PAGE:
From kitsch to embracing the material for what it truly is...
Luke Arthur Wells
written on: 11-10-2018 15:45pm
If neither sleek, glossy cabinetry or a traditional style kitchen sound good to you, it might be time to consider some more unusual materials for your kitchen design. More and more kitchen retailers are working with these non-traditional kitchen materials, and even specialising in them, and none so much as in the use of plywood.
The idea of a plywood kitchen, in its most instantly recognisable form, is undoubtedly lo-fi. It’s naturally light look and distinctive grain have connotations of its uses in hipster cafés, but while it’s great for achieving this look, it’s not the only thing that can be achieved.
First of all, in terms of a professional quality plywood kitchen, we’re not talking about your everyday plywood from a DIY store. It’s usually birch and often has accreditations such as FSC certification if sustainability is your thing. They’re also usually finished with veneers to achieve certain looks – whether that be a wood or formica finish – the key to the material is, in actual fact, in its quality for building kitchen cabinetry.
Plywood kitchens are great for using in schemes with bolder colours, and it’s often something that these kitchen retailers will offer. Something about the veneers on the ply screams 50s-inspired, and a lot of these kitchen designs seem to take references from this era. In frame cabinetry with exposed plywood edges and sprayed doors is becoming a growing trend in modern kitchen design for many retailers, mainly down to a handful of pioneers with the material.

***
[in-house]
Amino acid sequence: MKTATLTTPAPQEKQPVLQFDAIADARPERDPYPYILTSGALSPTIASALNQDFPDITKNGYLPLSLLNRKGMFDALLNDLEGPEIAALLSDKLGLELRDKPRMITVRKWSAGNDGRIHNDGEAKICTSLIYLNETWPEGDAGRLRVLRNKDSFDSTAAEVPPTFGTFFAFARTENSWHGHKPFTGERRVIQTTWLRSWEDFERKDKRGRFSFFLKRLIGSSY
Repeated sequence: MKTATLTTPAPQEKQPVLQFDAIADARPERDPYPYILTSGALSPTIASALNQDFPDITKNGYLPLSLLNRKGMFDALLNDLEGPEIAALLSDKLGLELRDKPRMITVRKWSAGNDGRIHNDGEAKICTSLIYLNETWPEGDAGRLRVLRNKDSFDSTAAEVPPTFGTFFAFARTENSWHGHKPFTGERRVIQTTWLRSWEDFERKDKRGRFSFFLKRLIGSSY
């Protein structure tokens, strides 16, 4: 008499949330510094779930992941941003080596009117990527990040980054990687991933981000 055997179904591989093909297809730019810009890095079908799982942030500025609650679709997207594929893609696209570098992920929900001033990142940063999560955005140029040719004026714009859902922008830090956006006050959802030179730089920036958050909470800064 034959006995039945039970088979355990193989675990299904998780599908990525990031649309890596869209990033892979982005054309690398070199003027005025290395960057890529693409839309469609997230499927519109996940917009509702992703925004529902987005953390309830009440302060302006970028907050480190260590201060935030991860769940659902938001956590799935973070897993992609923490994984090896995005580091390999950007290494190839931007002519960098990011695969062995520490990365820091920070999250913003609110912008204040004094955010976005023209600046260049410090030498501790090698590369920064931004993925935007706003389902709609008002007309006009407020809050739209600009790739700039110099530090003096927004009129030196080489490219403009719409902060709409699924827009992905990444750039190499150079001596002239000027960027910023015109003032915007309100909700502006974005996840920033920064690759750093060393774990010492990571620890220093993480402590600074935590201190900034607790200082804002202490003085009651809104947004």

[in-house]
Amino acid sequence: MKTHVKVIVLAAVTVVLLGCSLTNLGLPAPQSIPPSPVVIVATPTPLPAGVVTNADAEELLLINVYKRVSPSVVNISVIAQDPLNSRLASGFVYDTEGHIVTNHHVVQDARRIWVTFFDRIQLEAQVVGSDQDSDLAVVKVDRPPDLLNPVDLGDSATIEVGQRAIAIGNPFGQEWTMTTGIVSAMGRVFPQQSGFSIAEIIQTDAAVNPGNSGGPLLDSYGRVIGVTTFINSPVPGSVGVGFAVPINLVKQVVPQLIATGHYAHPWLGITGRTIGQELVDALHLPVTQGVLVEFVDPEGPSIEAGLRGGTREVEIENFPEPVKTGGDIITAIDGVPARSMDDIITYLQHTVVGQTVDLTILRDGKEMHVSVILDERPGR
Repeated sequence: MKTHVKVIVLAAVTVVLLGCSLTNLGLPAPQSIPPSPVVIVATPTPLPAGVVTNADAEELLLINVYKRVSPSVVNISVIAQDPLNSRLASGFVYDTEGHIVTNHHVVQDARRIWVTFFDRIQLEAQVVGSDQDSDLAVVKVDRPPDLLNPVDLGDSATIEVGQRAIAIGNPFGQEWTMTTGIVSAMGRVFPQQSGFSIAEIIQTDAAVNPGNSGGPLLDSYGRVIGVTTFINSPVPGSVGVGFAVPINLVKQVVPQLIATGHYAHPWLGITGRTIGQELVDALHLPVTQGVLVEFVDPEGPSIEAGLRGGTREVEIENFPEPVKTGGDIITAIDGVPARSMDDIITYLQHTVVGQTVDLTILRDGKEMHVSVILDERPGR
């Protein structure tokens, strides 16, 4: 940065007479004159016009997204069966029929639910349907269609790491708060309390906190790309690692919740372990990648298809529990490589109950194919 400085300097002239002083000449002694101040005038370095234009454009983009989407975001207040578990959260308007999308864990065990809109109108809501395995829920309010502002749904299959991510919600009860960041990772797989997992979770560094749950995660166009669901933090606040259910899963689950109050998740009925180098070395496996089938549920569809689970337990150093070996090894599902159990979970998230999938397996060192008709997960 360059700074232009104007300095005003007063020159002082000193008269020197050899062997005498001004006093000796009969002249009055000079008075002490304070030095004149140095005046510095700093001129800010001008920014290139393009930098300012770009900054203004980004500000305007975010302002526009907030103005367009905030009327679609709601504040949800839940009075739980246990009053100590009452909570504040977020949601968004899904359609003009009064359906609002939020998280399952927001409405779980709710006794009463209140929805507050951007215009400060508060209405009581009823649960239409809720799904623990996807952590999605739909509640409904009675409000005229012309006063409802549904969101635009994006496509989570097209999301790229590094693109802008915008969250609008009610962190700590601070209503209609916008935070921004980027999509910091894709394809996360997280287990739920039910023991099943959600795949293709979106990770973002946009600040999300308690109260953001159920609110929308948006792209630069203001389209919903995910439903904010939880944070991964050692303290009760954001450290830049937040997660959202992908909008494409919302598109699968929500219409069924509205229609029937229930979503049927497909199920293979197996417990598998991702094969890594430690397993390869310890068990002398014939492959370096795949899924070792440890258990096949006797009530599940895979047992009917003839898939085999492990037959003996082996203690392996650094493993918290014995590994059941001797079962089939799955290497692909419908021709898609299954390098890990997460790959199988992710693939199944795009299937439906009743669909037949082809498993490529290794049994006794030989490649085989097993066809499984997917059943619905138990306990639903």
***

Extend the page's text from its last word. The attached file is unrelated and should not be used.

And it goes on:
Elsewhere, the use of ply is about contrasts. The kitchen below uses a walnut veneer – a finish which has its roots in luxury interiors. Contrasted against the exposed ply edges, it creates a more dynamic, modern look. Using this material is all about taking pride in its lo-fi origins and letting the world see it for what it is.
This design doesn’t have the same kitsch factor as those brightly coloured examples above, and retains a much more luxurious feel than many pure ply designs, showing that designing with plywood has range outside these realms. I’m looking forward to seeing a lot more in the way of plywood kitchen design in the years to come and how designers will evolve its look.
Credit:L-R Shanade McAllister-Fisher, Bath Bespoke and Finch London Ltd (Cover image)
Luke is an interior designer, stylist and blogger at www.lukearthurwells.com. He’s a believer in understated interiors that don’t have to shout to be heard, and he’s currently practicing what he preaches renovating a Victorian terrace in Essex, where he lives with his partner and two pampered pups. When it comes to his design style, he loves new and interesting building materials, a carefully chosen white paint and he also has a weakness for coffee table books and a fresh bunch of eucalyptus.